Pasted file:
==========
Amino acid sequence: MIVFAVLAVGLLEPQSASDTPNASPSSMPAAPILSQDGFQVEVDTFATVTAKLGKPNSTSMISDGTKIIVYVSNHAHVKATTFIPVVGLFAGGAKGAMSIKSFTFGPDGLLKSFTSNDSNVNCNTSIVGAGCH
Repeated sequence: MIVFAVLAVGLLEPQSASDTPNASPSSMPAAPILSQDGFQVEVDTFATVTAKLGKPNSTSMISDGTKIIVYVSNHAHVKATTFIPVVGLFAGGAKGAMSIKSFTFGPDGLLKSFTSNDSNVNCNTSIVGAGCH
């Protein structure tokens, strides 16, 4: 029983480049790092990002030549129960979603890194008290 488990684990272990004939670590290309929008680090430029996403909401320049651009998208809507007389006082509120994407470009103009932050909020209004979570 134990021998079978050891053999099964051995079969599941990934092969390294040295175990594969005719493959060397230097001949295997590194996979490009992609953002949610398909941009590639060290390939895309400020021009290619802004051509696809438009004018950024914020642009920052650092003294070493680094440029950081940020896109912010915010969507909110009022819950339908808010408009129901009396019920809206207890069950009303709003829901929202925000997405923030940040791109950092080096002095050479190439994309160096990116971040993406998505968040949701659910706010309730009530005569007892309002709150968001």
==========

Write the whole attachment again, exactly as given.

Amino acid sequence: MIVFAVLAVGLLEPQSASDTPNASPSSMPAAPILSQDGFQVEVDTFATVTAKLGKPNSTSMISDGTKIIVYVSNHAHVKATTFIPVVGLFAGGAKGAMSIKSFTFGPDGLLKSFTSNDSNVNCNTSIVGAGCH
Repeated sequence: MIVFAVLAVGLLEPQSASDTPNASPSSMPAAPILSQDGFQVEVDTFATVTAKLGKPNSTSMISDGTKIIVYVSNHAHVKATTFIPVVGLFAGGAKGAMSIKSFTFGPDGLLKSFTSNDSNVNCNTSIVGAGCH
């Protein structure tokens, strides 16, 4: 029983480049790092990002030549129960979603890194008290 488990684990272990004939670590290309929008680090430029996403909401320049651009998208809507007389006082509120994407470009103009932050909020209004979570 134990021998079978050891053999099964051995079969599941990934092969390294040295175990594969005719493959060397230097001949295997590194996979490009992609953002949610398909941009590639060290390939895309400020021009290619802004051509696809438009004018950024914020642009920052650092003294070493680094440029950081940020896109912010915010969507909110009022819950339908808010408009129901009396019920809206207890069950009303709003829901929202925000997405923030940040791109950092080096002095050479190439994309160096990116971040993406998505968040949701659910706010309730009530005569007892309002709150968001």